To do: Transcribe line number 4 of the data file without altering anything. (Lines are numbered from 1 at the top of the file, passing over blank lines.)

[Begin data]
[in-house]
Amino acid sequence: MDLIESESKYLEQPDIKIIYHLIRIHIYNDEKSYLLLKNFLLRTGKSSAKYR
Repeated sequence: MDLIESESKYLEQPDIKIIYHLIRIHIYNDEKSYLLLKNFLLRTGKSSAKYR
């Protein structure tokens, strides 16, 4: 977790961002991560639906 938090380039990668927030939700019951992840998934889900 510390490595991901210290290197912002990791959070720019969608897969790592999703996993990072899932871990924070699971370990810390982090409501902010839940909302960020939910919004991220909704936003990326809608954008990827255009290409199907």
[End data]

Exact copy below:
């Protein structure tokens, strides 16, 4: 977790961002991560639906 938090380039990668927030939700019951992840998934889900 510390490595991901210290290197912002990791959070720019969608897969790592999703996993990072899932871990924070699971370990810390982090409501902010839940909302960020939910919004991220909704936003990326809608954008990827255009290409199907």